Vino Fino 2017 Holiday Wine & Food Marathon
Notes and photos by
The 2017 Vino Fino Holiday event was bittersweet, marked by
remembrances of members whom we lost this past year.
Pat Donahue passed away after a battle with some
severely debilitating disease...
Dave Greiner passed away in July of this year.
We decanted the various bottles of wine brought by Vino Fino members to pair
with the dinner at San Francisco's Olympic Club.
These bottles are "double decanted," first from the
bottle into a decanter and then, once the bottle has been rinsed and cleaned of
its sediment, back into the original bottle.
Though we try to be neat about this, inevitably, there's a
mess of a battlefield.
We had all the bottles double-decanted and were ready for the
games to begin.
We had a couple of magnums of Champagne to accompany the seafood starters...
To begin, we opened the Pierre Moncuit Grand Cru Brut...
This is made entirely of Chardonnay grown in Les Mesnil, a grand cru site in the
It's quite dry and bracingly crisp...perfect with the Oysters and Prawns.
Stacey Donahue joined us this holiday event...
The dapper John McGlothlin said a few words about our late
Vino Fino prankster John Vignau.
Tim Zainer and Mark Naismith
Ernie Andersen and Allan Andersen
Mike Fehr, Larry Lanctot and Jack Sweitzer
Stacey shared some "Pat stories" and thanked everyone for inviting her
participate in the festivities.
Mark Naismith gave an impassioned speech about the Vino Fino members whom we
lost this year (and earlier).
The second magnum of bubbles was then uncorked and this Cuvée Fleuron by Pierre
Gimonnet was delicious, too. It's entirely Chardonnay and mostly from
Grand Cru sites with a modest fraction coming from the Premier Cru village of
Cuis (with grand cru wines from Chouilly, Cramant and Oger accounting for 81.5%
of the blend).
It's undergone a malolactic fermentation and the wine is quite dry and a bit
fuller in body and somewhat more profound than the Moncuit.
With that, people dug in to the little seafood buffet.
We poured some "Memorial" bottles to toast the former members of our
John McGlothlin brought a 2006 Stony Hill Chardonnay in honor of John Vignau.
The nose of the wine was quite good...lots of fruit and a mildly appley
character. Notes of pear and ripe melon, too. Dry...medium bodied...not
"Burgundian," but quite nice.
Stacey brought a Château Poujeaux from the 1996 vintage, a little Bordeaux Pat
had stored in the cellar. It displayed some tobacco notes and character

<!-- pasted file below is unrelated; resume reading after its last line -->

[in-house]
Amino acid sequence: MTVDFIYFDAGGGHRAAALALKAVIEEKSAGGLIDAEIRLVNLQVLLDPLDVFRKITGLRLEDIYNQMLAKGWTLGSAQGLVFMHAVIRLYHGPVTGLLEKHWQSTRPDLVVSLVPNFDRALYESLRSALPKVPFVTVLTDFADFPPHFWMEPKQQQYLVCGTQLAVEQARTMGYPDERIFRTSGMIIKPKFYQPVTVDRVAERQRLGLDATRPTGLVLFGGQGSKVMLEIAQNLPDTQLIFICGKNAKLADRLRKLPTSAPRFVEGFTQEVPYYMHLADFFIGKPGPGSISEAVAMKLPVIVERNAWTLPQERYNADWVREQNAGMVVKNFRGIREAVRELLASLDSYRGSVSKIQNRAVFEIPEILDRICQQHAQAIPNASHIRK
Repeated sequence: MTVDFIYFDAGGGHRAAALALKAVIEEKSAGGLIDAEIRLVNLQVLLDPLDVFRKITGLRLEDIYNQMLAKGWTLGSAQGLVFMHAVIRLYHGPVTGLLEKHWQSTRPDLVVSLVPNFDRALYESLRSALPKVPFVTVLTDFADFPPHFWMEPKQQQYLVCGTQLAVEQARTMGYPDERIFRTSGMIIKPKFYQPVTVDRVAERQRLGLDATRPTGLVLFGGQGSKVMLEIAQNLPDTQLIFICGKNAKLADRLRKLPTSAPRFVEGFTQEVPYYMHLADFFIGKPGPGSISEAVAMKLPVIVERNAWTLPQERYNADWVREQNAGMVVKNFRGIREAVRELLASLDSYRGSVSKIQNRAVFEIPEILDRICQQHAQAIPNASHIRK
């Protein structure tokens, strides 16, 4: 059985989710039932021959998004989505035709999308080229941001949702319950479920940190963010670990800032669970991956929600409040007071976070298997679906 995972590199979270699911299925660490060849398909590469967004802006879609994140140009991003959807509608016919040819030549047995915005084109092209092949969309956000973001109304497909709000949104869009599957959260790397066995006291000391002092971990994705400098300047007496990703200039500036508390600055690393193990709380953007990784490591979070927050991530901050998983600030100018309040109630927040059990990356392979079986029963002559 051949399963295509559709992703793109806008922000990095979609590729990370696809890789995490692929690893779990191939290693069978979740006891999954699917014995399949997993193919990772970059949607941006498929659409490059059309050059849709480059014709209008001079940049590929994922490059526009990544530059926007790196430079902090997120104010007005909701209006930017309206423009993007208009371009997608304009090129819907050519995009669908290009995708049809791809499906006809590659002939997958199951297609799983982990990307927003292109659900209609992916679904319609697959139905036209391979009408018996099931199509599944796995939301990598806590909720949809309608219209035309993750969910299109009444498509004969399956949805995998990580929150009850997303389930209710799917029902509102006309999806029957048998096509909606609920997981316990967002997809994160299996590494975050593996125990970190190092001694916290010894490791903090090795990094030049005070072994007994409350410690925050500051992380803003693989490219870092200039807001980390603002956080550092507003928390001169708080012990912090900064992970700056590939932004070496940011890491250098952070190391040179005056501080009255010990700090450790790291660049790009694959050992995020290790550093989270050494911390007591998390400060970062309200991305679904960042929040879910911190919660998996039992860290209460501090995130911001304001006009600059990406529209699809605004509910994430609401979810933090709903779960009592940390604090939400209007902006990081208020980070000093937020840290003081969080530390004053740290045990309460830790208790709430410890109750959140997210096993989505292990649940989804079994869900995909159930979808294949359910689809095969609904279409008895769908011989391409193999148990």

consistent with it being a 20+ year old Cabernet-based red from the Medoc.
There was even a touch of tannin remaining.
Ernie Anderson offered a "David Greiner Memorial Bottle." This
was a 2000 vintage of Château Pavie, a Saint Emilion of note.
This was a monster! Never mind that it's 17+ years of age, this is a baby!
Inky black in color, it's very concentrated and intense...lots of black fruit
notes...nicely oaked, too. Very showy, if a bit unusual in its intensity.
To begin we had a Seared Sea Scallop...
The Guigal "La Doriane" Condrieu was quite good, but having been in
the ice a bit too long, this took a while to warm and blossom...but when it did
this was outstanding. Lots of peachy notes and some sweet, toasty,
vanillin oak...very complex.
The Quail dish was next...
A 2012 Kosta Browne Pinot Noir from the Koplen vineyard...beautiful sweet fruit
notes and sweet oak...
We read recently that Kosta Browne was going to change its style and make less
"opulent" Pinot Noirs...
Tasting this bottle, we're not sure they need to change...
We then embarked on a Cabernet journey, beginning with A 1990 Château Les Ormes
This is an easy and simple Bordeaux...fully evolved and quite at its peak.
A 2008 vintage of Silver Oak's Alexander Valley Cabernet came next...classic
Silver Oak...lots of woodsy notes from the American oak barrels...young and
We had two vintages of Opus One...1992 came first.
It began with a mildly herbal note...fairly smooth and then it veered off into a
slightly horsy character coming through on the palate.
The 1991 Opus was brighter and more elegant. Classic.
A 2004 Phelps Insignia was very fine...woodsy, dark fruit...some sweet tones and
it had some depth and length.
Still young, but developing handsomely...it has some life to it, so it can
probably go another 10+ years, well-stored.
The 1995 Château Lynch Bages was showing well, a bottle from the cellar of the
late Pat Donahue.
Nicely developed nose with good bottle bouquet, there's a mild cassis note to
its fragrance and on the palate. Medium bodied and with light
The 1978 Château LaGrange was a good example of "old" Bordeaux...some
tobacco notes dominated the nose and palate...medium-bodied, elegant and more
than ready-to-drink, but still in good condition.
We enjoyed two dessert wines...the first was a 1999 Château Suduiraut...a
nicely mature Sauternes with loads of honey notes. It's sweet, to be sure,
but has ample acidity to keep the wine balanced.
A Bûche de Noël was exceptional.
Accompanying the dessert was Penfolds Grandfather Tawny
Reserve...they used to call it "Port," but these days the label has
It's said the solera from which this comes averages about 20 years of age.
It's a delicious dessert wine and paired perfectly with the chocolaty decadence
we enjoyed as dessert.
"Drink up all y'all."
And having nearly emptied all the glasses, we packed up and
trundled out on to the street to take BART back home.
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Happy Holidays everyone!